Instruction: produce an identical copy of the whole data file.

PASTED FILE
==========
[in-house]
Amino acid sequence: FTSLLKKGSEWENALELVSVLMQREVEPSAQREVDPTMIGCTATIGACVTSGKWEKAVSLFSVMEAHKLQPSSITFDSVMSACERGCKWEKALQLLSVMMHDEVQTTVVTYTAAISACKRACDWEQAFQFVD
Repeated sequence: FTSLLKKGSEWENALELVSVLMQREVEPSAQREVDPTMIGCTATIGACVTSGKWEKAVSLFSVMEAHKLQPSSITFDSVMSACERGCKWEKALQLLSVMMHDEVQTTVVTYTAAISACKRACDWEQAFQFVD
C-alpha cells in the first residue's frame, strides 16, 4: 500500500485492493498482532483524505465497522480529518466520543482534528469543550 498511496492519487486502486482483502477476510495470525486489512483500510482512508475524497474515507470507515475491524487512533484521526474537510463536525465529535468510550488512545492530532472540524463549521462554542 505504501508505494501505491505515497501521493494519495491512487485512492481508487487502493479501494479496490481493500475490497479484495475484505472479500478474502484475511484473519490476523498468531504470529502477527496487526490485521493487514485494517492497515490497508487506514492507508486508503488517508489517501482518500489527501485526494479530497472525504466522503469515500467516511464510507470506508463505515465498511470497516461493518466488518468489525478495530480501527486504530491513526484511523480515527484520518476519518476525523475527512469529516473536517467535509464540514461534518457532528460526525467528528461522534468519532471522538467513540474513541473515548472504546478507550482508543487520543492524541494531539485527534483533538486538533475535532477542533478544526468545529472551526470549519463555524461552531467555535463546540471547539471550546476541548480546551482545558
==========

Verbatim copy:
[in-house]
Amino acid sequence: FTSLLKKGSEWENALELVSVLMQREVEPSAQREVDPTMIGCTATIGACVTSGKWEKAVSLFSVMEAHKLQPSSITFDSVMSACERGCKWEKALQLLSVMMHDEVQTTVVTYTAAISACKRACDWEQAFQFVD
Repeated sequence: FTSLLKKGSEWENALELVSVLMQREVEPSAQREVDPTMIGCTATIGACVTSGKWEKAVSLFSVMEAHKLQPSSITFDSVMSACERGCKWEKALQLLSVMMHDEVQTTVVTYTAAISACKRACDWEQAFQFVD
C-alpha cells in the first residue's frame, strides 16, 4: 500500500485492493498482532483524505465497522480529518466520543482534528469543550 498511496492519487486502486482483502477476510495470525486489512483500510482512508475524497474515507470507515475491524487512533484521526474537510463536525465529535468510550488512545492530532472540524463549521462554542 505504501508505494501505491505515497501521493494519495491512487485512492481508487487502493479501494479496490481493500475490497479484495475484505472479500478474502484475511484473519490476523498468531504470529502477527496487526490485521493487514485494517492497515490497508487506514492507508486508503488517508489517501482518500489527501485526494479530497472525504466522503469515500467516511464510507470506508463505515465498511470497516461493518466488518468489525478495530480501527486504530491513526484511523480515527484520518476519518476525523475527512469529516473536517467535509464540514461534518457532528460526525467528528461522534468519532471522538467513540474513541473515548472504546478507550482508543487520543492524541494531539485527534483533538486538533475535532477542533478544526468545529472551526470549519463555524461552531467555535463546540471547539471550546476541548480546551482545558